I have a photo of myself from 2004 standing on the steps of Olympia. I'm the person behind the young woman who is centered (behind and to the left, bowing my head in prayer). The young woman is Lyda Barr. She baby-sat my kids back in the day. On this day in Olympia, I began the first of my outward stands on the full inclusion of LGBTQIA folx in the life of our society and in the life of my church.
I was reminded that this was fourteen years ago because that is the same amount of time since the church trial of Rev. Karen Dammann who was acquitted of the crime of being a lesbian on March 21, 2004. This stand in Olympia was about a month prior to that. This was the fifth year of my membership in the United Methodist Church and the beginning of my call to ordained ministry. I owe Rev. Karen a huge debt for the burden she carried and for the hope that she represents.
At Karen's trial, Lyda was arrested for blocking the Bishop's entrance into the church. The Bishop, a person she had known her whole life, looked her in the face and then ordered police to arrest folks who were protesting. If I had known the protest and blockade were happening, I would have stood there. Unfortunately, I did not.
Rev. Karen was prosecuted because her child called two women, mama. Her choice was to teach her child not to lie.
Prior to this point, I had discovered the restrictions in the United Methodist polity that declared that "self-avowed practicing homosexuals" were contrary to Christian teaching and that pastors would not be affirmed if they met that criteria. In many ways, that is a don't-ask, don-t tell policy--"self-avowed." When I discovered the restriction, I began working at the local level to change the church. In partnership with folks like Lyda Barr and Debbie Brown, I began the long-slow work of trying to create congregational change. We created a social action committee and declared that our committee was a reconciling committee within the local church and staked our ground. We began to go to Pride in Seattle offering communion and blessings. Before marriage was legal, I blessed a holy union at our booth at Pride. Two women came to our table, took communion, and asked for me to bless their union even though they were unable to be married. Even though I was not ordained at the time.
When this photo was published by the AP and on Good Morning America in 2004, a member of my local church called me and yelled at me. Treating me as if I was his child.
"What are you trying to do? Split the church?" He thundered agitatedly. His wife tried to repair our relationship. But I am still waiting to hear from him.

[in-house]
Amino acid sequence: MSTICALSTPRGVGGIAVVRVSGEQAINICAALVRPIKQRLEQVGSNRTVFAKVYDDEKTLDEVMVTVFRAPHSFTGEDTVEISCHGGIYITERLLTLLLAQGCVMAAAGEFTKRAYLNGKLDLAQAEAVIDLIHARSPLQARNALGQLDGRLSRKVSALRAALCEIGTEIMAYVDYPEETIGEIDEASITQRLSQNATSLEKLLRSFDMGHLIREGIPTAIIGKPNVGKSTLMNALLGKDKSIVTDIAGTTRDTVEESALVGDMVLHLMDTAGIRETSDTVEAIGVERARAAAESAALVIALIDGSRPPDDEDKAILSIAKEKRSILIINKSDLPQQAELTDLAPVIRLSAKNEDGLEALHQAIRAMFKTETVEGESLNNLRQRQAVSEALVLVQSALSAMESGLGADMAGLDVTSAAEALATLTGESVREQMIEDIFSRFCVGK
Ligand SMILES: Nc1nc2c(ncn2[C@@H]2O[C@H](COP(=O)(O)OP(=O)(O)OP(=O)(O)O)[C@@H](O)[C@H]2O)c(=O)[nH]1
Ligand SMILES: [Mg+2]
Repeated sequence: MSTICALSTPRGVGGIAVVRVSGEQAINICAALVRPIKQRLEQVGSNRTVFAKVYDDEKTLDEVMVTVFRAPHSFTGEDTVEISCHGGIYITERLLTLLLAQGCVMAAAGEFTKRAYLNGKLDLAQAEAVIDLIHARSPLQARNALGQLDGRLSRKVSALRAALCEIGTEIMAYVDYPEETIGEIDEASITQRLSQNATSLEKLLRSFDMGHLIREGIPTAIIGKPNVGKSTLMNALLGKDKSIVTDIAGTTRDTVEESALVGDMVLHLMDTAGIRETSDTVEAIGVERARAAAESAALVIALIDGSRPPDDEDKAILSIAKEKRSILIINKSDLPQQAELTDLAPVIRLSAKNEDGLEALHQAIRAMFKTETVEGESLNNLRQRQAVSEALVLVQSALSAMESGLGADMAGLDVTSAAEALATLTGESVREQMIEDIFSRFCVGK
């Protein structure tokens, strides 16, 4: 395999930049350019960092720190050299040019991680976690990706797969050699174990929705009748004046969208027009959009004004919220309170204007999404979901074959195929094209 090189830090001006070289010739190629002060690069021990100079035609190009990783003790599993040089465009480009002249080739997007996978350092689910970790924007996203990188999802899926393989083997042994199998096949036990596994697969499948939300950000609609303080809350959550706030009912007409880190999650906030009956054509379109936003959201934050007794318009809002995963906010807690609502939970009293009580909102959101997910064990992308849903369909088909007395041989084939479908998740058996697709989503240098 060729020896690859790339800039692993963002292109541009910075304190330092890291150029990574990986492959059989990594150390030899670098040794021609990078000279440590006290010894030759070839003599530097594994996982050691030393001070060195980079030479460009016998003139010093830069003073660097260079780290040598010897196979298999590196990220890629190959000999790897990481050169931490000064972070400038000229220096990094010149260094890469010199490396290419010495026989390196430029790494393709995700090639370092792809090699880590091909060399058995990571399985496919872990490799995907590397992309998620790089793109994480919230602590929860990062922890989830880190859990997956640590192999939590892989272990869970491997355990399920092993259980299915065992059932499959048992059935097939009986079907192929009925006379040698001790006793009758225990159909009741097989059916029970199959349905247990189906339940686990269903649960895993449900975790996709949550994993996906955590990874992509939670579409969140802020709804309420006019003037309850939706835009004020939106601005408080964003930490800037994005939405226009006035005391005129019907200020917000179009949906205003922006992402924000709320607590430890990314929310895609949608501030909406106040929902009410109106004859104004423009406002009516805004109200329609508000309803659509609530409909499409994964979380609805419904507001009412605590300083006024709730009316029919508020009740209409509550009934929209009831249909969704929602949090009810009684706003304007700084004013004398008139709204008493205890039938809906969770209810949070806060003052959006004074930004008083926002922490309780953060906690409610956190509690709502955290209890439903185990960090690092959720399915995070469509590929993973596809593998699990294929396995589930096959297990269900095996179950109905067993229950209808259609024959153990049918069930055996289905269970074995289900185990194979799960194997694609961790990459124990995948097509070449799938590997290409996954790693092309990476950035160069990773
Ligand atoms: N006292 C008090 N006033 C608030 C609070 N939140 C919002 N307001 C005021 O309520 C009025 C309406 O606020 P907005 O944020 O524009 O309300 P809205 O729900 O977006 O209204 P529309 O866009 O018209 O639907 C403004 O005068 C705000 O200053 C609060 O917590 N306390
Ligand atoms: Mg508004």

But no. I have never tried to split the church. I have just never read scripture that says that LGBTQIA folx are outside the grace of God and full membership of the church. I find it ridiculous that this is a hang-up. I also was not brought up in the church so I have an advantage at being able to brush off inept interpretations.
I remember all this because it is important for me to claim that I have been working within this movement for one year shy of twenty years. That makes me weary. On the blessed side, we have moved on socially so that people are allowed full access to legal and social marriages. On the dark side, my church is still embattled in this discussion. Both at the United Methodist level and at the local level. That church that launched me into the world so many years ago is still not reconciling. I don't know what they are waiting on. Well, I do. They think that the Big UMC will solve their little UMC problem. Well, I am assuming that is the thought process.
I remember this because in the context of those who have been working for full-inclusion, it makes me very young. I am moved by those who have stayed in the church since the early days of the fight--since 1972--to continue striving for full equity. I wish I could remember everyone's names. Just count them as part of my cloud-of-witnesses earnestly striving forward. I am grateful.
For some who ask why I stay, I can only say that it is a day-by-day decision sometimes. Today, I am so very tender after spending nearly a week with my LGBTQIA siblings. I am also aware that I have spent only half the time walking this fight as those who have been in it since 1972. If they can do, so can I (I mumble hesitantly to myself).
When I sit with the oft-demonized Sue Laurie and see the gentleness, love, and prophetic witness embodied in her eyes, I feel that I can continue. (She is demonized by those who would exclude because she won't silently go away).
When I am embraced by young clergy in the UM Queer Clergy Caucus, I feel that generational connection that goes from the early days of Affirmation to today.
When I sit with the board of Reconciling Ministries Network, I feel the energy that comes being connected with others who are earnestly striving.
Remembering is important. It was very meaningful to me this weekend to hear a history of the movement from 1972 to the present. Remember who we are. Where we came from.
All this is to say, it is a danger when we forget whose shoulders we stand on and with. That is the way towards disconnection and rugged individualism. Our ancestors save us from thinking that everything we have accomplished is through our own efforts. Our ancestors also encourage us as we view the long arc towards justice. It will not all be accomplished by us today. I know. I'm a big bummer today.
At any rate, my prayer for you today is that you will remember who has come before you. You will remember who you walk with. You will remember what you have done. And you will remember how powerful and beautifully made you are.